Why the FBI Should Not Be Given 'Carte Blanche'

WE have met the enemy and this time, to our dismay, it is us. The demand for more internal security raises anew the question of how much freedom to yield in defense of a free society.

Sen. Arlen Specter is among those quick to say that, faced with what he calls a ''clear and present danger,'' federal intelligence agencies must have more leeway to conduct infiltration and surveillance. The current guidelines, requiring a showing of probable cause before a group can be targeted, date back to the mid-1970s, and it may be instructive to recall what brought them about.

Congressional investigations exposed CIA surveillance of anti-Vietnam War groups and monitoring of mail. The FBI maintained a so-called COINTELPRO program, or rather, a series of programs that spied on student groups, left-wing organizations, the civil rights movement, and the women's liberation movement. It conducted wire taps and break-ins, and concocted forged documents to sow dissension. FBI agents posed as news photographers at protest meetings. An FBI memo of 1970 gave the justification: ''Terrorist violence is all around us and more has been threatened. These violence-oriented, black and white savages are at war with the government and the American people.''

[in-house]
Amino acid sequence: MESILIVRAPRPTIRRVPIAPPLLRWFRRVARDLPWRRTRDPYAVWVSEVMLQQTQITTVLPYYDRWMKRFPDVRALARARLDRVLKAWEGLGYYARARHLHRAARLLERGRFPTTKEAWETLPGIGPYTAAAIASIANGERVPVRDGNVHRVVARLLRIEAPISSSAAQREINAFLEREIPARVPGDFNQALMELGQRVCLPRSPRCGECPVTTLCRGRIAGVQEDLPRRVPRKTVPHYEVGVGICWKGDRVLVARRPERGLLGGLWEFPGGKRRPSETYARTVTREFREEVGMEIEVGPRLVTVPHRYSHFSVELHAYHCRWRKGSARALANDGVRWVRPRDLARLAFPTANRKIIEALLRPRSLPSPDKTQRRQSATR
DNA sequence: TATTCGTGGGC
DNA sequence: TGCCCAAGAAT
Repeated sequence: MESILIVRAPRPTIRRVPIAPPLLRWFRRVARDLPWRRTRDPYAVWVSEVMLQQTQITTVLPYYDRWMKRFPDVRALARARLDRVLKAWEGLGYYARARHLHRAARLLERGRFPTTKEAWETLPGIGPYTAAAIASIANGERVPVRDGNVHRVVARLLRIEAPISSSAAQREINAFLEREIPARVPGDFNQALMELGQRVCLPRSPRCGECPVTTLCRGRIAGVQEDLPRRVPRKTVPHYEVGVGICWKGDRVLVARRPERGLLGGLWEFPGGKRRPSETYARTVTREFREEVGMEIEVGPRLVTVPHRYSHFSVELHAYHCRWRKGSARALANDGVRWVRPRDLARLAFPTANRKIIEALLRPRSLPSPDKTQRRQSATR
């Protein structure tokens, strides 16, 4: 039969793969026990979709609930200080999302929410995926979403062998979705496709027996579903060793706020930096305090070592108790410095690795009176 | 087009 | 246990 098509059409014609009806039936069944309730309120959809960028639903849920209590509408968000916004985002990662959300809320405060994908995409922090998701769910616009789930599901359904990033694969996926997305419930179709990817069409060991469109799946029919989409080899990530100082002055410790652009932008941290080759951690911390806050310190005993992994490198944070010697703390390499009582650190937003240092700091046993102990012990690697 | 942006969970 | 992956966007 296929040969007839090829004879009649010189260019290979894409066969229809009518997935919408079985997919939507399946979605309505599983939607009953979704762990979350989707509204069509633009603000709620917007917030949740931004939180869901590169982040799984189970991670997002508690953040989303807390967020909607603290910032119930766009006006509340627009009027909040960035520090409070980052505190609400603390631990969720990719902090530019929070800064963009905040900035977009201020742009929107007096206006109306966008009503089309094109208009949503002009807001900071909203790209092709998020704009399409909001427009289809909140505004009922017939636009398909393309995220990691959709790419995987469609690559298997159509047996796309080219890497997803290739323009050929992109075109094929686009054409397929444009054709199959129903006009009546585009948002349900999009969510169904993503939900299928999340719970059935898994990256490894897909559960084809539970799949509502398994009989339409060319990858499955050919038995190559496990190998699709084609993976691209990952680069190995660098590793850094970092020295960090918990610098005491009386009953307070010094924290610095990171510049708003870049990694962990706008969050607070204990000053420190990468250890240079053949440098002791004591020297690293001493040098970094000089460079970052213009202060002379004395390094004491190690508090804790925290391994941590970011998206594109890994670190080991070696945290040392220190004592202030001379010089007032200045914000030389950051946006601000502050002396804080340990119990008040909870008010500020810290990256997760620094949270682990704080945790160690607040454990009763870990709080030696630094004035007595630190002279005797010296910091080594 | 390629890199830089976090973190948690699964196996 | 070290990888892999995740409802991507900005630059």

Since then, the Vietnam War, Watergate, Irangate, and a host of abuses have served to further undermine confidence that the government will use its investigative powers judiciously rather than repressively. Contributing to a pervasive distrust of government are Hollywood and television films depicting the federal government as something between a vast conspiracy, as in ''JFK,'' and a vast irrelevancy, as in ''Dave'' and ''Forrest Gump.'' Contributing also has been the tendency of politicians to demonize government, a tendency that didn't start with House Speaker Newt Gingrich.

Now we may be at a crossroads moment when America's whole view of government and the anarchists who would bring it down will be agonizingly reconsidered. President Clinton, who no longer has to worry about being considered irrelevant, will ask for broader powers to penetrate the potential threats.

Remembering the investigative excesses of the past, it would be wise for Congress not to allow itself to be stampeded into giving carte blanche to the feds. Nothing like having to get a court order to keep the investigators accountable.

A government with dubious public support is in the unprecedentedly delicate situation of having to demonstrate both that it is not oppressive and that it can defend itself.

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